Sam: Talk to each other, discuss what they would like to try, don’t just surprise your partner, we have had a few returns because it is an unwanted gift! If you struggle to orgasm through penetrative sex suggest a small bullet/clitoral vibrator, easy to slip between you and use during intercourse. Check out websites together to discover what you would like to try together. If you do want to surprise your partner, choose something small and unintimidating.

Q. There are so many sex toy shops on the net now. How do you remain relevant to your customers?

Paul: We believe we are unique in being the only sex toy company still in business after 10 years who only sell skin safe products. This is something we are passionate about but has held back our progress at times as far too often people only look at product price and do not consider the impact a bad product could have on their health.

We also offer a huge amount of online sexual health and pleasure articles in our magazine and spend time advising and educating our customers and healthcare professionals on the phone and via email too.

Being independent we offer personal customer service and can advise about the majority of our products because we’ve tried them. We’d rather have satisfied customers who will return to buy another product rather than end up with someone who has a product they cannot use.

Sam: Using my nursing background we also work with many healthcare professionals in the NHS and private practice who recommend our products and articles to their patients to help them overcome sexual issues and enjoy a better sex life. We even created a health brochure with our local hospital which is now given out across the UK by many healthcare professionals.

Q. How can using toys help older people improve their sexual health?

Sam: Having many older customers we know that using a vibrator can keep things working. Use it or lose it! Vaginal dryness, tightness and decreased sexual sensation are part of the ageing process and menopause yet using a simple sex toy and pH balanced sexual lubricant can really help.

Many women buy their first vibrator from us. Some buy them to help gynae issues or when their partner has died or their relationship has broken up. We have many customers in new relationships who haven’t had sex for years and want to resume it with a new partner so buy a slim vibrator to get back in the sack.

Paul: Vibrating cock rings are ideal for men who struggle to maintain an erection or to help them last longer by restricting the blood flow out of the penis. The Bathmate can help treat erectile dysfunction, but being an exerciser it can also help prevent it in the first place.

The Hot Octopuss Pulse III is an amazing male vibrator that can be sued with a flaccid or erect penis using pulse plate technology.

Q. How important do you think sex is in a relationship?

Sam: For many sex is important and when it changes or is affected by illness, disease, or the ageing process relationships can break down. It makes you feel good, releasing endorphins that improve your mood, boost your immunity, helps you to sleep, makes you look younger.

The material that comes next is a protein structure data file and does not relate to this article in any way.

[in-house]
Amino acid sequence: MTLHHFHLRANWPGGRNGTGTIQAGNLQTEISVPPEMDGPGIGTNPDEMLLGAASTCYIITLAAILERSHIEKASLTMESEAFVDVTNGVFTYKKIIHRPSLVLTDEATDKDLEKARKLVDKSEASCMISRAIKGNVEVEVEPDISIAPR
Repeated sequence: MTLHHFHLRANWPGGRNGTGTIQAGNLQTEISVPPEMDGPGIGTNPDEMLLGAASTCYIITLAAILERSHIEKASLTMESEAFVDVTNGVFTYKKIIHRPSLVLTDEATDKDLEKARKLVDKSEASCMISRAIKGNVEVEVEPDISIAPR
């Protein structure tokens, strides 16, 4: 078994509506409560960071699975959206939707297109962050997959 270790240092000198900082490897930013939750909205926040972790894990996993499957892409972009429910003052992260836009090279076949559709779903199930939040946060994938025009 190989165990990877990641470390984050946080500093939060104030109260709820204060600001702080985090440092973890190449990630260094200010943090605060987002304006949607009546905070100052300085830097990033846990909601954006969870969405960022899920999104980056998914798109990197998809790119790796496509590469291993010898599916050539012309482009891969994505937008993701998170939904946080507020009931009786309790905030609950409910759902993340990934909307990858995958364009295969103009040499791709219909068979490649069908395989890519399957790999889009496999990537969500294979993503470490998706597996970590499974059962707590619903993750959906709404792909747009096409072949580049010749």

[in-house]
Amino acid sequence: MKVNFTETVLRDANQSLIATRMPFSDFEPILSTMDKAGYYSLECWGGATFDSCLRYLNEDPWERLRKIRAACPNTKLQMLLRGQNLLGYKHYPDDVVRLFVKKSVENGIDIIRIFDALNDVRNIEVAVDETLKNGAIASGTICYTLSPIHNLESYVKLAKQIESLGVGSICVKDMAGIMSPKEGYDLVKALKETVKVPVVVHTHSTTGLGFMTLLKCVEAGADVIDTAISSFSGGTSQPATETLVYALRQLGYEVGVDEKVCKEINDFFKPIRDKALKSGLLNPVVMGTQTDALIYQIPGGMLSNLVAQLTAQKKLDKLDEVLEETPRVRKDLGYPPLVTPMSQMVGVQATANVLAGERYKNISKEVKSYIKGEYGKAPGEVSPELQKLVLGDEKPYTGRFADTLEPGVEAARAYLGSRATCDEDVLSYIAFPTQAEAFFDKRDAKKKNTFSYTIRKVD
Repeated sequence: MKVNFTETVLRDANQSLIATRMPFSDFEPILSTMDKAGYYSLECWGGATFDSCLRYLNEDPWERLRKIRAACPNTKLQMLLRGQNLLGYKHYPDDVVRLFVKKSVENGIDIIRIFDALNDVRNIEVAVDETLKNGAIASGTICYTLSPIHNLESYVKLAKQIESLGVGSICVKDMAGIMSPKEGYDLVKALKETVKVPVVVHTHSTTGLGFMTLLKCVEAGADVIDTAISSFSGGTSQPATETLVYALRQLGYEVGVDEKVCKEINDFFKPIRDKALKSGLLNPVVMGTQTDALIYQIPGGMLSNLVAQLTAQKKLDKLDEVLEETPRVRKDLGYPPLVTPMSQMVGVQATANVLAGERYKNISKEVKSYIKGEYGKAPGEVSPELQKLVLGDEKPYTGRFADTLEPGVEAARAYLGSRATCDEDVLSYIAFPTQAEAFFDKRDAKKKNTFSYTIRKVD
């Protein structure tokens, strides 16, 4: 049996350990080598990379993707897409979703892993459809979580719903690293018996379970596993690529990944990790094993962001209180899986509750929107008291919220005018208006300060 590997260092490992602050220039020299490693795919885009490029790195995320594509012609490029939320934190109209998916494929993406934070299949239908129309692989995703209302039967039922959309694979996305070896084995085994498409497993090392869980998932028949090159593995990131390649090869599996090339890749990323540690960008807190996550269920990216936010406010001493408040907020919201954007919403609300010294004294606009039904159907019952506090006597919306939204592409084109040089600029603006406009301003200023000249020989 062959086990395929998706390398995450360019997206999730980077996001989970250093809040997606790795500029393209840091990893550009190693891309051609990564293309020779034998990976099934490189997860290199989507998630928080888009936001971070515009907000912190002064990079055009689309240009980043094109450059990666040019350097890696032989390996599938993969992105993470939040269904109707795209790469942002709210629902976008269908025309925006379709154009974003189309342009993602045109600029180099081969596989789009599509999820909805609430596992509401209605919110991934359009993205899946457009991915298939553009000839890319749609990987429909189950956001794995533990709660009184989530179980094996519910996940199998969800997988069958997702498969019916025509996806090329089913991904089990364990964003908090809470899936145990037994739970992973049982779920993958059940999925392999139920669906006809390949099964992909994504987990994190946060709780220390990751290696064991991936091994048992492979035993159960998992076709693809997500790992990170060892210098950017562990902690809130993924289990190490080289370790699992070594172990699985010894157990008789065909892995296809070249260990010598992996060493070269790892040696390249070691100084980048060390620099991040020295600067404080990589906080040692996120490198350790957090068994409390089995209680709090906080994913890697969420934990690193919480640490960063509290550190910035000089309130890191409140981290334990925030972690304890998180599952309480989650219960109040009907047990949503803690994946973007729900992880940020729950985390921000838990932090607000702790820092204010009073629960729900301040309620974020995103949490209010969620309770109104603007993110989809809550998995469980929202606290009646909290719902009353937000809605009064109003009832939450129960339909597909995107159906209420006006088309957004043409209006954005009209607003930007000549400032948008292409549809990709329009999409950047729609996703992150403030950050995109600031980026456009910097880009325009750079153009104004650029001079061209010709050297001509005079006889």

It is a choice and there is no normal sex, it can be hard when sex drives are mismatched which is when sex toys can really help.

Q. Since the advent of 50 Shades and similar books, do you find more older people are requesting products that reflect BDSM scenarios?

Paul: It isn’t a huge part of our business but we have been pleasantly surprised at the response when we recently added some new bondage products to our brochure.

Q. I know quite a few people who don’t feel that toys have a place in their relationship. Why do you think that is?

Sam: Shame, embarrassment, upbringing and the view that they will replace a partner or be better than them. They still have the image of seedy sex shops in Soho but sex toys have moved on from horrible jelly products, although they still remain in places, to beautifully designed quiet products made from high-quality materials and many of which don’t even look like a sex toy.

Q. What specific toys would you recommend for men & women 50+.

Sam: There is no specific toy, however using a vibrating cock ring can help men maintain an erection and offer clitoral stimulation, the Satisfyer is great for women with decreased sexual sensation. It uses suction and vibration rather than direct stimulation. And the Bathmate, although not a sex toy promotes erectile function. For women struggling to orgasm through penetrative sex, a simple bullet is ideal too and inexpensive.

Q. What’s your favourite toy?

Sam: Can I have several as no one toy satisfies all my needs! Satisfyer Pro 2, Mimi Soft, Mio, Doxy, Bathmate, Pulse.

The one thing we use every time during sex is yes lubricant.

Q. What has been your family’s reaction to running a sex toy shop? How has it impacted on your children’s lives?

Sam: The children are all teenagers and our daughter is now 18. They go with the flow, they’ve told a few friends, some who thought we were spies as our daughter said she couldn’t talk about what we did, other friends have said “we’re cool!”. She’s even written an article for her new website called “My Parents Sell Sex Toys”.

Paul: We don’t really talk about our work when we meet new people unless they are in the industry or healthcare professionals. When we do talk about it the majority of people are fine and interested in what we do especially about how we came to create Jo Divine and the health work with the NHS, although we have had a few people who didn’t believe that we owned a sex toy company!